In turning to the second reading, Paul speaks of the Corinthians having received the long-awaited salvation promised to Israel, yet in a manner that still highlights an urgent, future expectation.

SECOND READING: 1 Corinthians 1:3-9
Brothers and sisters:
Grace to you and peace from God our Father
and the Lord Jesus Christ.
I give thanks to my God always on your account
for the grace of God bestowed on you in Christ Jesus,
that in him you were enriched in every way,
with all discourse and all knowledge,
as the testimony to Christ was confirmed among you,
so that you are not lacking in any spiritual gift
as you wait for the revelation of our Lord Jesus Christ.
He will keep you firm to the end,
irreproachable on the day of our Lord Jesus Christ.
God is faithful,
and by him you were called to fellowship with his Son,
Jesus Christ our Lord.
In this second reading from Paul’s first letter to the Corinthians, both sides of the “already and still more” aspects of salvation are able to be noted, for Paul speaks of the present evidence of salvation in the lives of the Corinthians, yet they are also awaiting the revelation of our Lord Jesus Christ. In fact, it is Jesus himself who will keep the Corinthians firm to the end, that is, irreproachable on the day of our Lord Jesus Christ.

Along with the gifts that the Corinthians have received in Christ, Paul continues in the letter and calls the Church itself the “temple of God,” and those who belong to her are “one spirit” (I Cor 6:17) and “one body” (I Cor 10:16-17; 12:12-13) with Jesus.

However, even with such a great salvation, it seems that the Corinthians were not ready for the second coming of Jesus, for some in the congregation believed that there is not to be an embodied resurrection of believers at the second coming of Christ. Paul is absolutely clear that there is a bodily resurrection for those in Christ and this will occur at the second coming.

This leads nicely to the Gospel reading, for here Jesus declares that his second coming requires an unwavering readiness on the part of those who follow him, one that cannot be postponed without great risk.

GOSPEL: Mark 13:33-37
Jesus said to his disciples:
“Be watchful! Be alert!
You do not know when the time will come.
It is like a man traveling abroad.
He leaves home and places his servants in charge,
each with his own work,
and orders the gatekeeper to be on the watch.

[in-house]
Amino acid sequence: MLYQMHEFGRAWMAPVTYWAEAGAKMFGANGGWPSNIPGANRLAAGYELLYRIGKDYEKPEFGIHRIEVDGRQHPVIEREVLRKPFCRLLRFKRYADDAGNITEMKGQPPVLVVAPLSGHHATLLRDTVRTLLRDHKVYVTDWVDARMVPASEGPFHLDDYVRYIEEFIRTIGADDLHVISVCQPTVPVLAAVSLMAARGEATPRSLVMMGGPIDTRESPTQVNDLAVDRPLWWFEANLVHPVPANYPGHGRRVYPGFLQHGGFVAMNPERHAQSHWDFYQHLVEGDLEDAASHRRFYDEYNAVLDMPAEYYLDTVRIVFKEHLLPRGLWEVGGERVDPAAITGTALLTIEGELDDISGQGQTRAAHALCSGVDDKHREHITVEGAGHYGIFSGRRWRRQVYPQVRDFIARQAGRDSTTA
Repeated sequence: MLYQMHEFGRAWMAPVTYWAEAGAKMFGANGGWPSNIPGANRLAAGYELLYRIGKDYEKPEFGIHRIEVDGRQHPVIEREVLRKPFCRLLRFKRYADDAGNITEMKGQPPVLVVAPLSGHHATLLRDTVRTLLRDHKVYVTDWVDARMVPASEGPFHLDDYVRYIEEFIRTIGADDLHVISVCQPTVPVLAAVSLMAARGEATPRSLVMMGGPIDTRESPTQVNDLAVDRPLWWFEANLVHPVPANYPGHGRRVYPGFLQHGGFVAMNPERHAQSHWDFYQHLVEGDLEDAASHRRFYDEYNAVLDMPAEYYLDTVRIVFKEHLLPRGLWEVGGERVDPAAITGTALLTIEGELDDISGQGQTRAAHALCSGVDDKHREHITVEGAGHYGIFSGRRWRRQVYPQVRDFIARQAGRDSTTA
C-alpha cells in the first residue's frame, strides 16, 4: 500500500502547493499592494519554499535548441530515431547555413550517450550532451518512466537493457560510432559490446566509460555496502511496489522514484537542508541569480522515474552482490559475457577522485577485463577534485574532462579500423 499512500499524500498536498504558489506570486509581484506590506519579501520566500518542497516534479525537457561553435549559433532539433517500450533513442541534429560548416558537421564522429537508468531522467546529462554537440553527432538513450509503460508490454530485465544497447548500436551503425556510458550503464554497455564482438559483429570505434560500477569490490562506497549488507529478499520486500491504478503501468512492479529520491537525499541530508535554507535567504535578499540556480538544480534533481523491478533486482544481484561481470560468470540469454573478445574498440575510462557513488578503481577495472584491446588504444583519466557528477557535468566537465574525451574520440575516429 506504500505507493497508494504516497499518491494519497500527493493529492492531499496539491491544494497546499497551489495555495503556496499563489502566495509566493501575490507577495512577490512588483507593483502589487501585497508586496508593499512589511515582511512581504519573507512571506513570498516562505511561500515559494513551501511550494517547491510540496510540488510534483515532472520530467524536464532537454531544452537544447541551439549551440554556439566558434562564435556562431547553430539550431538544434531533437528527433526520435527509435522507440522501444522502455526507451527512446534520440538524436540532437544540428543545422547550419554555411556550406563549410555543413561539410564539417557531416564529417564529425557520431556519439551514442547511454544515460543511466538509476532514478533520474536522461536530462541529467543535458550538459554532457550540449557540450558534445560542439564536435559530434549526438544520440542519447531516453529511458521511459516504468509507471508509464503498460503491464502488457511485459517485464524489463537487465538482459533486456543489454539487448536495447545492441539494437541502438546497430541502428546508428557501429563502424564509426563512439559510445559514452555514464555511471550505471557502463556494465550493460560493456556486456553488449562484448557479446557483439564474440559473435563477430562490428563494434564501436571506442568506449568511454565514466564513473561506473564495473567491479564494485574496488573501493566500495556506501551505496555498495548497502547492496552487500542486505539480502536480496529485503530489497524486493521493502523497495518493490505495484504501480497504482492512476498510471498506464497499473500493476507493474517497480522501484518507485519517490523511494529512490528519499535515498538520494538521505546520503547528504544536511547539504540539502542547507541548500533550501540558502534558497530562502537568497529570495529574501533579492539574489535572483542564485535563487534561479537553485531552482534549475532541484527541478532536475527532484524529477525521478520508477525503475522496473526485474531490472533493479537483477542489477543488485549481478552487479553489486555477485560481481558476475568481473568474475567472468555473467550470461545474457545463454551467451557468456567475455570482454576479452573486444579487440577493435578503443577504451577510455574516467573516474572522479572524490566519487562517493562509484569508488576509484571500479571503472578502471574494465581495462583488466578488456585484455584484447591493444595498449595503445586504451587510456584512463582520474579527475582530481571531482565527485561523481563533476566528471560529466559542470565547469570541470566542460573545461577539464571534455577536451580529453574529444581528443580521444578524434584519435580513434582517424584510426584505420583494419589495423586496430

Watch, therefore;
you do not know when the Lord of the house is coming,
whether in the evening, or at midnight,
or at cockcrow, or in the morning.
May he not come suddenly and find you sleeping.
What I say to you, I say to all: ‘Watch!’”
In this Gospel reading we return to a point mentioned in the introduction to this post, the need to be continually ready for the coming of God. With the incarnation of the Word, it is always a temptation to simply look back on the time when God “rended the heavens and came down” as a thing of the past and now merely breathe easy in light of such a salvation.

With the Gospel reading for the First Sunday in Advent, the Church is calling us to be ready for the “still more” of the Incarnation of Jesus Christ, awake and ready for his return. This preparation belongs not simply for the end of the liturgical year but also at the very beginning, for it is clear that the Church desires that Advent be a time not simply of celebration but also preparation.


In conclusion, how should we prepare for Advent? I would suggest viewing the coming of Jesus Christ as “already and still more,” such that our celebration of his first coming is tied to a ready expectation of his second coming. What could this entail?

Here is the question I would suggest we ask ourselves: am I ready for the coming of Jesus Christ? If you are anything like me, the answer would be “yes and no,” for while I am eager for his coming, I am not entirely prepared for standing before Him in all his glory.

Therefore, let us embrace the encouragement of the Church to prepare for the immanent coming of Jesus Christ, knowing that being prepared to embrace him in the manger will serve as excellent, even necessary preparation for embracing him when he comes again with his angels and saints in glory.


[1] During the “Paul and the Apocalyptic Imagination” section of this year’s Society of Biblical Literature (November, 21st, 2014), Loren Stuckenbruck highlighted that the apocalyptic aspects of Israel’s faith entail this “already and still more” dynamic. For more from Stuckenbruck, see The Myth of the Rebellious Angels (WUNT 355; Tübingen: Mohr Siebeck, 2014).

1 comment:

Clay said...

Nicely and succinctly put, Kincaid.